Rowanberry

10 augusti, 2015 15:15Posted by Admin

RowanBERRY

Rowan or Mountain Ash berries

Rowan or Mountain Ash (Sorbus aucuparia)
Family: Rosaceae
Genus: Sorbus
Species: aucuparia

 

 

 

Rowan or Mountain ash (Sorbus aucuparia) is a species of the genus Sorbus, native to most of Europe except for the far south, and northern Asia. In the south of its range in the Mediterranean region it is confined to high altitudes in Balkan mountains.  The red-orange rowanberries are ripening in from July to October.

Rowanberries are rich source of antioxidants. An investigation of rowanberry flavonoids showed the presence of rutin, quercetin-3-glucoside and quercetin-3-D-galactoside. Quantitative analysis of berry flavonoids showed quercetin-3-D-galactoside as a major compound, being 24.55 mg/kg (2).

Human food

Rowan or Mountain Ash fruit / berries are too astringent - unpleasant are not suitable to be eaten raw. The fruit (berries) of Rowan can be made into a slightly bitter jelly but also marmalade and juices. The fruit (berries) have many uses e.g.. to flavor liqueurs and other alcoholic beverages.

Rowan berries contain sorbic acid, an acid that takes its name from the Latin name of the genus Sorbus. The bitterness is coming from parasorbic acid which causes indigestion and can lead to kidney damage. It is important that berries are cooked in order to remove bitter taste. Cooking removes parasorbic acid making rowanberries edible.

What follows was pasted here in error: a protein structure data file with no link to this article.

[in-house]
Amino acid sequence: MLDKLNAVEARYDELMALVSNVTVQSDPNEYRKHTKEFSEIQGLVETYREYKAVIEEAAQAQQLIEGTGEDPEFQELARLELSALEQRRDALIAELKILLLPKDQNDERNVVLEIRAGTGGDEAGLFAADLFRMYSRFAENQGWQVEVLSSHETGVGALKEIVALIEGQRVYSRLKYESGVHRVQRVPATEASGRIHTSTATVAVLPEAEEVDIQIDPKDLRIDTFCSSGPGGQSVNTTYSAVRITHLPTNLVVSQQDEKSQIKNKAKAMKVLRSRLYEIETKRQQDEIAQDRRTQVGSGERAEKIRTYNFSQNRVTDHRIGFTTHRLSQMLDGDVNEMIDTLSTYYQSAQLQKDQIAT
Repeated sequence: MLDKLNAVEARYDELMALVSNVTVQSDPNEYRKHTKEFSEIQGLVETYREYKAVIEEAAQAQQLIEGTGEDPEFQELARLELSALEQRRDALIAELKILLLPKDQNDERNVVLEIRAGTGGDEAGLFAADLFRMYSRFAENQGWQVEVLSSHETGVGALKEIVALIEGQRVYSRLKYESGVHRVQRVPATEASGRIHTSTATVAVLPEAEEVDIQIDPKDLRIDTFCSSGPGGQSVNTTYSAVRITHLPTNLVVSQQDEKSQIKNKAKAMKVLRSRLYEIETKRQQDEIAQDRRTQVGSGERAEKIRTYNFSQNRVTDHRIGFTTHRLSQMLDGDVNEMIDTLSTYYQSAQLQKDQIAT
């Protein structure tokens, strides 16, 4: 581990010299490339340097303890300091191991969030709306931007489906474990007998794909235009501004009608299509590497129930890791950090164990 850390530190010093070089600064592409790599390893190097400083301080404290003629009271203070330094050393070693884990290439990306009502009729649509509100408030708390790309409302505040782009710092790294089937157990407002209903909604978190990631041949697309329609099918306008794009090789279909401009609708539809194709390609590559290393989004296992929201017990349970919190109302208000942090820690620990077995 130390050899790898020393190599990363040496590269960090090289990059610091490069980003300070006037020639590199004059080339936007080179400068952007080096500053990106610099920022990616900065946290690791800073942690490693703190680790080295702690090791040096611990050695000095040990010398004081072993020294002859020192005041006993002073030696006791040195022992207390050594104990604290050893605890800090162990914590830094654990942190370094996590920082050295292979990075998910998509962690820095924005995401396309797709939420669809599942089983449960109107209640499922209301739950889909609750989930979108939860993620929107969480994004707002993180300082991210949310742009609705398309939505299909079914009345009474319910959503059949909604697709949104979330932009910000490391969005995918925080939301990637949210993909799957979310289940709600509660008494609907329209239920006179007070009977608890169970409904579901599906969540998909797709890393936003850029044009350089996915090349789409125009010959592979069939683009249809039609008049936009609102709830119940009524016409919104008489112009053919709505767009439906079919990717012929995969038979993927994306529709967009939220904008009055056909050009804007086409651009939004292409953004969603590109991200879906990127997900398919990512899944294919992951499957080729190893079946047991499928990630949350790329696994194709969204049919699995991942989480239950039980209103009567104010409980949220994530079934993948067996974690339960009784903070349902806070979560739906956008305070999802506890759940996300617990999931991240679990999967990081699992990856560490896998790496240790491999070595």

Medical uses

In traditional medicine, the ripe rowanberries are made into a decoction used as a gargle for sore throats. The berries were used as a treatment for scurvy because of their high vitamin C content. A decoction of the bark is said to be good for diarrhea.

Cosmetic and Beauty Products Industry

Extract of rowanberries containing sorbic acid which is a natural antimicrobial preservative. C vitamin from rowanberries is a natural antioxidant protecting the body cells from free radicals.

Industrial use

The bark has astringent qualities as do all parts of the tree, and has been used in the tanning industry. In northern Sweden and Finland cooked rowan tree bark was used as food for animals during the winter.

Sorbic acid is widely used as a food preservative and its anti-bacterial and anti-fungal properties make it highly effective for food preservation.

Sources

1. Wikipedia

2. BALTACIOĞLU, C., VELIOĞLU, S. and KARACABEY, E. (2011), CHANGES IN TOTAL PHENOLIC AND FLAVONOID CONTENTS OF ROWANBERRY FRUIT DURING POSTHARVEST STORAGE. Journal of Food Quality, 34: 278283. doi: 10.1111/j.1745-4557.2011.00389.x